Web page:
I've been working on a revision of a project and, as I was thinking over the events that took place, I realized that many of the scenes take place in very vague settings. The main character's house, for example. I have a clear idea in my head of what some of the rooms and the … Continue reading Sketching Your Setting
In my post from last month, "How Far Is Too Far? How Much Is Too Much?" I talked about how authors of young adult books are including more profanity, sexual situations, drug use, and other controversial content in their novels. I was really curious to find out in greater detail what readers of all ages … Continue reading Survey Analysis: How Far Is Too Far? How Much Is Too Much?
“Is this a kissing book?” Oh hell, yes. Those are the best kind. The secret to writing a good kissing book is: don’t have too much kissing. I KNOW. It seems counterintuitive. And yet it’s true. Because you know what we love more than the kissing even if we don’t realize it? The stuff leading … Continue reading The Secret to Writing Good Kissing Books
Life is like Lego, and so is writing. We all have our own bin, full of everything we’ve experienced on a sensory, intellectual, and emotional level. Yes, there are probably more levels than that, but I'm trying to be brief here. Some of the pieces in our tub? They match the pieces in other people’s … Continue reading The Lego Effect: Why It’s Okay to Have the Same Ideas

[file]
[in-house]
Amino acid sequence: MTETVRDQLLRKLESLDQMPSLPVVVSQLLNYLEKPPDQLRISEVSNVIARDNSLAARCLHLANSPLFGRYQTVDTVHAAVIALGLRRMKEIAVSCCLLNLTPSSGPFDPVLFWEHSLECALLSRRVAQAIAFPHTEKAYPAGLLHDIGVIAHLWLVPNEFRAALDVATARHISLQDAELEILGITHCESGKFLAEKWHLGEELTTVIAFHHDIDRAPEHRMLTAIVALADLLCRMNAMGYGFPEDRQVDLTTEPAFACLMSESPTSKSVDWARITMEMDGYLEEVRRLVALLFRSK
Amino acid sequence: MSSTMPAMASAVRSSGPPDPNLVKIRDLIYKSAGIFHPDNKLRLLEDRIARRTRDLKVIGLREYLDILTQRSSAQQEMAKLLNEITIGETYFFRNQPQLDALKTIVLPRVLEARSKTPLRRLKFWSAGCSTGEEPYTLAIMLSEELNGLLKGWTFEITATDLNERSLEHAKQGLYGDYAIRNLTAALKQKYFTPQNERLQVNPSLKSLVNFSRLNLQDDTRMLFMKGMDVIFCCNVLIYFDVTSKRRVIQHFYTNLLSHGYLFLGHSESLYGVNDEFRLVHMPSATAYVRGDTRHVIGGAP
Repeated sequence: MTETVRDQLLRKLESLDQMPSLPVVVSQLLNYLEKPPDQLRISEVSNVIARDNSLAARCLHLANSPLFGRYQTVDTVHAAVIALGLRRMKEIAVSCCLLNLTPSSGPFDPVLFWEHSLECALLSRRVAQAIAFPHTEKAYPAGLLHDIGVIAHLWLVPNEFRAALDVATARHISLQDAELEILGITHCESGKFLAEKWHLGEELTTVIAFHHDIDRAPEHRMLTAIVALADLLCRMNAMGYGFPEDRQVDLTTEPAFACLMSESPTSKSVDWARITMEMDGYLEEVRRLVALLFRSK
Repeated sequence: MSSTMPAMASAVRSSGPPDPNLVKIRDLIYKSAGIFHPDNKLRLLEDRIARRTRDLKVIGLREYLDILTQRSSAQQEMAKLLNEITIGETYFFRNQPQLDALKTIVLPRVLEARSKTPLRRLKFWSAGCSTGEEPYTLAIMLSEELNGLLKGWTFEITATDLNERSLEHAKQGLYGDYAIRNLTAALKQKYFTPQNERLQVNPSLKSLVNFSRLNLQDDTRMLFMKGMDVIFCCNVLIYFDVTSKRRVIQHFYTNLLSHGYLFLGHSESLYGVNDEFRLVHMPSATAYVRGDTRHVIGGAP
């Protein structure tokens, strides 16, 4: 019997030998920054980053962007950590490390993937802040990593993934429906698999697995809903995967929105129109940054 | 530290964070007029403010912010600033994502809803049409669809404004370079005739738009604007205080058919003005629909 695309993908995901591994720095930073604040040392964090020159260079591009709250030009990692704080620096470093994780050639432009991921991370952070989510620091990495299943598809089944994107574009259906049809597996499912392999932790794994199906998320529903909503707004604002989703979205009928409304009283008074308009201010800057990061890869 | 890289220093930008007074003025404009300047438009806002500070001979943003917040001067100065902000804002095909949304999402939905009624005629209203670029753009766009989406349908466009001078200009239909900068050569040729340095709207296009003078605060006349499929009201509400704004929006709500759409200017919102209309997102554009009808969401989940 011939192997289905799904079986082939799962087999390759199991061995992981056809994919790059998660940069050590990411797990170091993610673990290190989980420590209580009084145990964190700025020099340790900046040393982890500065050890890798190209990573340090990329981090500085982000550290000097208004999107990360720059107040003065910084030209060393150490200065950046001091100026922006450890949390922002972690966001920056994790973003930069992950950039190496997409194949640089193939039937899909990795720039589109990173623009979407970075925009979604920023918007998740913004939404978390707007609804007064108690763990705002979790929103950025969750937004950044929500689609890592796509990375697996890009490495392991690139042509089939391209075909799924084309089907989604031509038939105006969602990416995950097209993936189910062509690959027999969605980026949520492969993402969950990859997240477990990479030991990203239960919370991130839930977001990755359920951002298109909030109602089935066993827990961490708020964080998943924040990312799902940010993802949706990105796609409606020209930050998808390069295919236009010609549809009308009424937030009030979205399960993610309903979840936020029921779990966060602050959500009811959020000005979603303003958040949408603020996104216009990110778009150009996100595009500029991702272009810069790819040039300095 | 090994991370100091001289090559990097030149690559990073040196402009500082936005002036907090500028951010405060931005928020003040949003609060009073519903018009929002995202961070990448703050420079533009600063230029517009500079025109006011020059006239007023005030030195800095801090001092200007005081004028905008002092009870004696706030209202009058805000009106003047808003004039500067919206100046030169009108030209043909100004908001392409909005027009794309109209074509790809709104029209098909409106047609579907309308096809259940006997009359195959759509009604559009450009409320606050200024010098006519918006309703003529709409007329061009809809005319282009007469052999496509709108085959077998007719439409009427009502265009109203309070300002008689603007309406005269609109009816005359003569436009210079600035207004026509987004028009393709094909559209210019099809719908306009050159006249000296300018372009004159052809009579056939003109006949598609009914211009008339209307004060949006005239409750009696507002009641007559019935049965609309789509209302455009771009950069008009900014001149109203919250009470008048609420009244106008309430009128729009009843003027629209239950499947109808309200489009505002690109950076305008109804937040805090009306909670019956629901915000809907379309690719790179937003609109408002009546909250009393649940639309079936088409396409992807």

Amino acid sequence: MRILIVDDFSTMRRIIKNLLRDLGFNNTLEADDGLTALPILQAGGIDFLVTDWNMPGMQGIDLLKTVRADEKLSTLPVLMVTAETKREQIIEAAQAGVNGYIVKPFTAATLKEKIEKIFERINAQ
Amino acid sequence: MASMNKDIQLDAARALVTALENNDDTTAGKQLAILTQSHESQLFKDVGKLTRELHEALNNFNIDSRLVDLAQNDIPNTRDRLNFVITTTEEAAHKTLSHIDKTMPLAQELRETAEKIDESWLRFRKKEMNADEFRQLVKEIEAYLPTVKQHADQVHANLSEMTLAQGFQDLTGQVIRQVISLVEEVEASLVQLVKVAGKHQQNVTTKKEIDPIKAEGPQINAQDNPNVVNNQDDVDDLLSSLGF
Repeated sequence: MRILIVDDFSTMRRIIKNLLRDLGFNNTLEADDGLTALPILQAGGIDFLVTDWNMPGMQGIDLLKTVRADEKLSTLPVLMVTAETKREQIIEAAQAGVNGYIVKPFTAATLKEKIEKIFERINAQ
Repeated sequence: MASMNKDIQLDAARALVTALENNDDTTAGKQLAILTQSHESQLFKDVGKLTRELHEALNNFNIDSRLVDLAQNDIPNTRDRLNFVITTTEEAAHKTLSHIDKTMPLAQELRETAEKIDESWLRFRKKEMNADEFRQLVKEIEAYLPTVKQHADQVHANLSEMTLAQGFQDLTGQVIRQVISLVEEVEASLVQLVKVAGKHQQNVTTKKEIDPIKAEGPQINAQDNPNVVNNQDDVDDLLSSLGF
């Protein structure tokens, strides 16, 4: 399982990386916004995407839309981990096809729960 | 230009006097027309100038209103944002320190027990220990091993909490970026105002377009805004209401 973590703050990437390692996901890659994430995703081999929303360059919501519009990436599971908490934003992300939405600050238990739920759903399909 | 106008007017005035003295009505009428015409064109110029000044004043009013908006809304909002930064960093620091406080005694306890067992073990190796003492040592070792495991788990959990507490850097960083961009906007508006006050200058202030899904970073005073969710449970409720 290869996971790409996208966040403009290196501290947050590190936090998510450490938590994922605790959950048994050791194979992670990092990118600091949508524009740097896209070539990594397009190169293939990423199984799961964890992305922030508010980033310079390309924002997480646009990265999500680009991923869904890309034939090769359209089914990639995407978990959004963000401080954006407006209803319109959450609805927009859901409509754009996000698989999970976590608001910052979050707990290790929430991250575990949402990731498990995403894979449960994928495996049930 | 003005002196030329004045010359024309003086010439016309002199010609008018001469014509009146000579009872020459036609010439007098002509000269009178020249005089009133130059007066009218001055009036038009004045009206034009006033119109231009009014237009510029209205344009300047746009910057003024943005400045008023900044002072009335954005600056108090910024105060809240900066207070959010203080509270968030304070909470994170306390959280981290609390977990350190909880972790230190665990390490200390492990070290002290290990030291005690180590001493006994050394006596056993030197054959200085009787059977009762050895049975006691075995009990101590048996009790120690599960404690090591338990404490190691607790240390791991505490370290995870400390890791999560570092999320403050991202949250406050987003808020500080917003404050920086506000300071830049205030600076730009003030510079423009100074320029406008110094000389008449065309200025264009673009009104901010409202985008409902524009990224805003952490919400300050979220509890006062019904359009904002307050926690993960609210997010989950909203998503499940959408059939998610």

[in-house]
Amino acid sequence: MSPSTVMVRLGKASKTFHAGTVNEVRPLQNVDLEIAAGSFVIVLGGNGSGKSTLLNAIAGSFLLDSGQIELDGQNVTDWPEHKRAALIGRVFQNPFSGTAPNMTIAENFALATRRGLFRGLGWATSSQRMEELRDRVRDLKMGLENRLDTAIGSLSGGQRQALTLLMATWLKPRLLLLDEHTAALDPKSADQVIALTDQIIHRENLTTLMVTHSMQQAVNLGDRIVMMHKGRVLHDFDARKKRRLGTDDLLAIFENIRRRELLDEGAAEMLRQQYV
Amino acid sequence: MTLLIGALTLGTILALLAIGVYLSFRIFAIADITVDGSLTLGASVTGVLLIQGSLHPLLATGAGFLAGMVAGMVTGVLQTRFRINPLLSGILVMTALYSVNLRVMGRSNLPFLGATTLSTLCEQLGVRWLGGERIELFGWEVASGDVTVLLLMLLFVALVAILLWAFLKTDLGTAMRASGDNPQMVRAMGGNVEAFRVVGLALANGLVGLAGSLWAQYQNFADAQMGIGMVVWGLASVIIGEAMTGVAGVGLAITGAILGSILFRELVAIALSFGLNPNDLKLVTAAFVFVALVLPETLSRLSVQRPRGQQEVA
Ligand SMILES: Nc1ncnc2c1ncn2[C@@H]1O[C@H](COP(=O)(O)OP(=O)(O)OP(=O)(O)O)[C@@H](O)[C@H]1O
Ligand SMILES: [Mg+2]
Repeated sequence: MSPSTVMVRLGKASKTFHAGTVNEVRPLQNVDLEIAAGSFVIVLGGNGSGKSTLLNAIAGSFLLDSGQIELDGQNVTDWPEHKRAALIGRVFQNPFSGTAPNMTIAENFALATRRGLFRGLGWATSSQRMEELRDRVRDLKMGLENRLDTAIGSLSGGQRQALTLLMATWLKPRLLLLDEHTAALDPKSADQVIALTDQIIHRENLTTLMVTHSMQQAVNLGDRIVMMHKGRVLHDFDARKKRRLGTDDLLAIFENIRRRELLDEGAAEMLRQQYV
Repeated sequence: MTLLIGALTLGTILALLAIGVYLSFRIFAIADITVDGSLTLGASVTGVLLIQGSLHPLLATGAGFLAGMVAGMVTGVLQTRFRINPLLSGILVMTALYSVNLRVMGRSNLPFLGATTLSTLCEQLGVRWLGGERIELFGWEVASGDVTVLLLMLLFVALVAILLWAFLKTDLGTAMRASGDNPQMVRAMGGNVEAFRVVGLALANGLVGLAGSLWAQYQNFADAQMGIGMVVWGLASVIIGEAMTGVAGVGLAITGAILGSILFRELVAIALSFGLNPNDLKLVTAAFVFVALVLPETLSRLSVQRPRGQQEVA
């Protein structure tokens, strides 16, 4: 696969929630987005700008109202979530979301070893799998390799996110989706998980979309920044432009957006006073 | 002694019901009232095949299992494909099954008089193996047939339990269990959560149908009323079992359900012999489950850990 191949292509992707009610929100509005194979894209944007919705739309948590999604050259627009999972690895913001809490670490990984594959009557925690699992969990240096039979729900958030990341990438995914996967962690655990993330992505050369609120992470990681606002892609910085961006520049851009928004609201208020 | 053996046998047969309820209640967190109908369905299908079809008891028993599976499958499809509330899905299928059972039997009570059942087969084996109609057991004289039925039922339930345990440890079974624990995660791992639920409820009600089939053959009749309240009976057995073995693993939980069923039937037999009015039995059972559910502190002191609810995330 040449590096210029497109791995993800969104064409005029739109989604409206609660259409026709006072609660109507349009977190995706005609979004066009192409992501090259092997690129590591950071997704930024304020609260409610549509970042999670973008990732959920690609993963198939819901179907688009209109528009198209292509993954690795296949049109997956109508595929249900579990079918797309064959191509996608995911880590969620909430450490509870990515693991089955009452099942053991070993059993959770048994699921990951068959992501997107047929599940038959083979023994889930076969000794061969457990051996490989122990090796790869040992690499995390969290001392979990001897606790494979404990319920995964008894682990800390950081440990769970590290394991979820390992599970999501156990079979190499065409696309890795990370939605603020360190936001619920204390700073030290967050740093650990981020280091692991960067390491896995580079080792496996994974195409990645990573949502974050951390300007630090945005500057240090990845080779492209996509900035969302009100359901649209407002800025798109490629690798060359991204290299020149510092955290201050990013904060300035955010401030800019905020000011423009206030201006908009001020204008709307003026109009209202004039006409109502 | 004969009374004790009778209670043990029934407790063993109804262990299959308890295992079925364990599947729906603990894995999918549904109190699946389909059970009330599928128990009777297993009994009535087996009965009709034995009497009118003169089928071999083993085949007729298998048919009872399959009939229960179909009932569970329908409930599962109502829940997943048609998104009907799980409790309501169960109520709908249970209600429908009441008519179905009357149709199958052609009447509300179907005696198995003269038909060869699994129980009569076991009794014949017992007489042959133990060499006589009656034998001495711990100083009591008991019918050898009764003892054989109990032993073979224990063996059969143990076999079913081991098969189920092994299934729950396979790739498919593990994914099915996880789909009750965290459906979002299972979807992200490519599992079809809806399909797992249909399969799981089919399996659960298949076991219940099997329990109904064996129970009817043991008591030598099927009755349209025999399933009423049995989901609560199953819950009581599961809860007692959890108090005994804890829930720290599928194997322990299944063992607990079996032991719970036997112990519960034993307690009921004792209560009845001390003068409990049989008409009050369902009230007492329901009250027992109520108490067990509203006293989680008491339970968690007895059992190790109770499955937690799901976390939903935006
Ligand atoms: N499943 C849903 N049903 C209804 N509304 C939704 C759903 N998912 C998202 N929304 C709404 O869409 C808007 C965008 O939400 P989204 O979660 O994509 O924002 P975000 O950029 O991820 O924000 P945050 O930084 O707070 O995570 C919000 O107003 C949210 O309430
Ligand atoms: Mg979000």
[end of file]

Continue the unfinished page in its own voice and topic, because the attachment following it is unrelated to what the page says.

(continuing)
There is much to be said for sitting down with a huge book and savoring it for days or weeks on end. I enjoy meeting a cast of interesting characters, exploring the world and setting, and marveling in the myriad, intricate storylines and subplots the author weaves together into a grand tapestry. I’m constantly in … Continue reading Make a Long Story Short: Flash Fiction as a Writing Tool
Too many ideas run through my head. Different genres, age levels, etc... And as an already slow writer these clusters of ideas can be quite hazardous. They start to bleed into whatever current work is happening, only to be deleted once the mistake is realized. However all these ideas can be used to your advantage...with … Continue reading My Name Is Barry Allen and I Write Fiction
I recently attended a class by Sarah M. Eden because I've taken courses from her before and she's a brilliant teacher. I went in knowing I'd learn something, but I didn't have super high hopes as she was teaching about the plot structures of romance novels, and while mine have subplots that are romantic, I … Continue reading Writing a Different Kind of Romance: The Sibling Relationship